World Tuberculosis Day | How Does One Get Tested? TB Specialist Answers FAQs

On World Tuberculosis Day, Dr Vikas Oswal breaks down important points about the disease in a simple manner.

2 min read

Every year, tuberculosis (TB) causes the loss of thousands of lives, remaining a significant global health concern.

In 2019, 89,823 people in India passed away due to TB. In 2020, the number decreased to 76,002 deaths.

On World Tuberculosis Day, 24 March, Dr Vikas Oswal, a Mumbai-based pulmonologist and TB specialist, breaks down important points about the disease in a simple manner.

How Does TB Spread?

TB is caused by the bacteria mycobacterium tuberculosis. It primarily affects the lungs but can also target other organs.

It spreads through the air when an infected individual coughs, sneezes, or talks, releasing infectious particles into the environment.

Vulnerability to TB may be influenced by factors such as immune status and underlying health conditions.

While the disease is more common in older adults, it can affect individuals of all ages, including children and young adults.

What Are the Symptoms of TB?

TB often manifests with persistent coughing that doesn't improve with regular antibiotics, says Dr Oswal. Other common symptoms include:

  • Night sweats

  • Fever

  • Unexplained weight loss

  • Fatigue and weakness

  • Coughing up blood or blood-stained sputum

  • Decreased appetite and difficulty eating properly

Does TB Impact Only Lungs?

While TB most commonly impacts a patients' lungs, it can travel beyond the organ, leading to infections in other parts of the body. This can result in:

  • Swellings near the neck, underarms, or at the fold of the legs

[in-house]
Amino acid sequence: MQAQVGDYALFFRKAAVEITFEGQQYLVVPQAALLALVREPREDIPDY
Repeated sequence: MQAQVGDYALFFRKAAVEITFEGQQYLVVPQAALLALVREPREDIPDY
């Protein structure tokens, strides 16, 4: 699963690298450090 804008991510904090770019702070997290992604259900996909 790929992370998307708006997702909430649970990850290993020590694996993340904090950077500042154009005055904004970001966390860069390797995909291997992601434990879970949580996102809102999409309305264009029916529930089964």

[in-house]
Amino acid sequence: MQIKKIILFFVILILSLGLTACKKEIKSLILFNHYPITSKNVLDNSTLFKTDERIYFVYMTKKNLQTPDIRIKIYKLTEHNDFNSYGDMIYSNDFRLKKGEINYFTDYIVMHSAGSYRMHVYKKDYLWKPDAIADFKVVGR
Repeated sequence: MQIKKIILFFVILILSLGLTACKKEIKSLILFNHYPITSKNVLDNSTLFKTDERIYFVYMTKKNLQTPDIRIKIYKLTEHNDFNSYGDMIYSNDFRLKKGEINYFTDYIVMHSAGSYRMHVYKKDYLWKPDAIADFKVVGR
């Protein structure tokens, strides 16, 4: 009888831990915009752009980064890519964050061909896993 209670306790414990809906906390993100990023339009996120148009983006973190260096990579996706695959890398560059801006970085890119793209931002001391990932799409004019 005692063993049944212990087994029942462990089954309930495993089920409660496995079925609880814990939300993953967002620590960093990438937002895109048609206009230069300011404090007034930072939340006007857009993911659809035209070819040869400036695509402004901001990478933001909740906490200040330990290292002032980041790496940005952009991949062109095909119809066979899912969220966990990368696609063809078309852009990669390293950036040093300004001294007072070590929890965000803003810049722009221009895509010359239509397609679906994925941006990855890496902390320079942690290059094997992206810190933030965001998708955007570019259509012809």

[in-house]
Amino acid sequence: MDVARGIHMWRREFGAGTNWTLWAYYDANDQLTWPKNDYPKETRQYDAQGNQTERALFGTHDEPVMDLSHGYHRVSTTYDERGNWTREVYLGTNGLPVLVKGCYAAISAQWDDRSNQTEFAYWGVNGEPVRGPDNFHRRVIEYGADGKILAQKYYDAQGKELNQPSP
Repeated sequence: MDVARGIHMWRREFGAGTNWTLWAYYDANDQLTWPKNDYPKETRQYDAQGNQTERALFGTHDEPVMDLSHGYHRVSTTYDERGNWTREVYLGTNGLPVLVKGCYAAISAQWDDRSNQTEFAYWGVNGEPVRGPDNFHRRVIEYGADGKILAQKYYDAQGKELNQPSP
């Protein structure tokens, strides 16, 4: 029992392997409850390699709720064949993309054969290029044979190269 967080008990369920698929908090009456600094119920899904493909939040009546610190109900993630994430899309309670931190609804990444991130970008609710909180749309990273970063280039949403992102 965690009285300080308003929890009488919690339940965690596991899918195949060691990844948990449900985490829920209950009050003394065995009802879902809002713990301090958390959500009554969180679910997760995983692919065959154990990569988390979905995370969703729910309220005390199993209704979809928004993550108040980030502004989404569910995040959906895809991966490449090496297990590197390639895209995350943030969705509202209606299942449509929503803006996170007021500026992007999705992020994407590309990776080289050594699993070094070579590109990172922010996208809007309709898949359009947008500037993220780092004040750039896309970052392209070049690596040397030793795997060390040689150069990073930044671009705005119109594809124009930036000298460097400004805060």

• Enlarged lymph nodes, especially in the neck, armpits, or abdomen

  • Infections in mesenteric lymph nodes, causing abdominal swelling

Noteworthily, TB can potentially affect any part of the body except hair and nails.

Apart from pulmonary TB, there can also be in the kidneys, spine, and brain.

Extra-pulmonary TB accounts for a significant portion of TB cases worldwide.

How Does One Get Tested for TB?

Individuals experiencing a cough lasting more than two weeks should consider getting tested for TB.

To diagnose TB, various tests are available, including:

  • Sputum examination: Samples are sent for analysis, including GeneXpert, MGIT, and LPA tests.

  • Biopsy: If there are swellings or enlarged lymph nodes, a biopsy may be recommended for further evaluation.


How Is TB Treated?

Treatment for TB typically involves a long-term dosage of antibiotics. Adhering to the prescribed treatment regimen is essential to prevent the development of drug-resistant strains.

Can TB Be Prevented?

Taking preventive measures is essential to reduce the risk of transmission. This includes:

  • Avoiding close contact with individuals diagnosed with TB

  • Ensuring good ventilation in living spaces

  • Practising good hygiene, such as covering the mouth when coughing or sneezing

  • Getting vaccinated

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